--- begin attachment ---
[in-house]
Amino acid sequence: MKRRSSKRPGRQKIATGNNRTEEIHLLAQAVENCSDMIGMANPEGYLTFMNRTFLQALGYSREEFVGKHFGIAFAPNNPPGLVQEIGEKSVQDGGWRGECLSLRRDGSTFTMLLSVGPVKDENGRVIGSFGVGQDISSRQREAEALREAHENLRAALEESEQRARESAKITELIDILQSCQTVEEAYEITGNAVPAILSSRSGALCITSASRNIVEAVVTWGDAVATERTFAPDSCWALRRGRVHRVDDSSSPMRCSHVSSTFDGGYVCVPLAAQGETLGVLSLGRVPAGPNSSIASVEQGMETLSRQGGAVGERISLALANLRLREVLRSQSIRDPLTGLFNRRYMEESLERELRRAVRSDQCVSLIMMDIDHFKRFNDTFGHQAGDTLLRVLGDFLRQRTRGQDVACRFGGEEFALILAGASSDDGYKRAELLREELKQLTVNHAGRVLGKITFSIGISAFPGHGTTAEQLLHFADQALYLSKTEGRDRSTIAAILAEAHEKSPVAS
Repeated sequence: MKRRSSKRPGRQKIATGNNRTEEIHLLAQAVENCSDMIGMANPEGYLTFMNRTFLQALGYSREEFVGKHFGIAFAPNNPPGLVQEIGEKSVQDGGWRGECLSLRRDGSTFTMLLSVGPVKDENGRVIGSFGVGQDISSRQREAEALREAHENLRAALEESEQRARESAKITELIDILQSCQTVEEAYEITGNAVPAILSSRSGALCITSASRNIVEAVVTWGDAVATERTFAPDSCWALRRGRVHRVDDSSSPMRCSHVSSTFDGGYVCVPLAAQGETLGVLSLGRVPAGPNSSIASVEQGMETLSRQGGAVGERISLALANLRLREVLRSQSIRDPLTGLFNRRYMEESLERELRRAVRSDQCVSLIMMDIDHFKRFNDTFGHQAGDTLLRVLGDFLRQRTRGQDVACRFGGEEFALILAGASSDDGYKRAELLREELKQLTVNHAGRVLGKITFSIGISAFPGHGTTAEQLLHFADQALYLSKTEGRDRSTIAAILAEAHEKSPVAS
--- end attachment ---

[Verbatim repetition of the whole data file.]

[in-house]
Amino acid sequence: MKRRSSKRPGRQKIATGNNRTEEIHLLAQAVENCSDMIGMANPEGYLTFMNRTFLQALGYSREEFVGKHFGIAFAPNNPPGLVQEIGEKSVQDGGWRGECLSLRRDGSTFTMLLSVGPVKDENGRVIGSFGVGQDISSRQREAEALREAHENLRAALEESEQRARESAKITELIDILQSCQTVEEAYEITGNAVPAILSSRSGALCITSASRNIVEAVVTWGDAVATERTFAPDSCWALRRGRVHRVDDSSSPMRCSHVSSTFDGGYVCVPLAAQGETLGVLSLGRVPAGPNSSIASVEQGMETLSRQGGAVGERISLALANLRLREVLRSQSIRDPLTGLFNRRYMEESLERELRRAVRSDQCVSLIMMDIDHFKRFNDTFGHQAGDTLLRVLGDFLRQRTRGQDVACRFGGEEFALILAGASSDDGYKRAELLREELKQLTVNHAGRVLGKITFSIGISAFPGHGTTAEQLLHFADQALYLSKTEGRDRSTIAAILAEAHEKSPVAS
Repeated sequence: MKRRSSKRPGRQKIATGNNRTEEIHLLAQAVENCSDMIGMANPEGYLTFMNRTFLQALGYSREEFVGKHFGIAFAPNNPPGLVQEIGEKSVQDGGWRGECLSLRRDGSTFTMLLSVGPVKDENGRVIGSFGVGQDISSRQREAEALREAHENLRAALEESEQRARESAKITELIDILQSCQTVEEAYEITGNAVPAILSSRSGALCITSASRNIVEAVVTWGDAVATERTFAPDSCWALRRGRVHRVDDSSSPMRCSHVSSTFDGGYVCVPLAAQGETLGVLSLGRVPAGPNSSIASVEQGMETLSRQGGAVGERISLALANLRLREVLRSQSIRDPLTGLFNRRYMEESLERELRRAVRSDQCVSLIMMDIDHFKRFNDTFGHQAGDTLLRVLGDFLRQRTRGQDVACRFGGEEFALILAGASSDDGYKRAELLREELKQLTVNHAGRVLGKITFSIGISAFPGHGTTAEQLLHFADQALYLSKTEGRDRSTIAAILAEAHEKSPVAS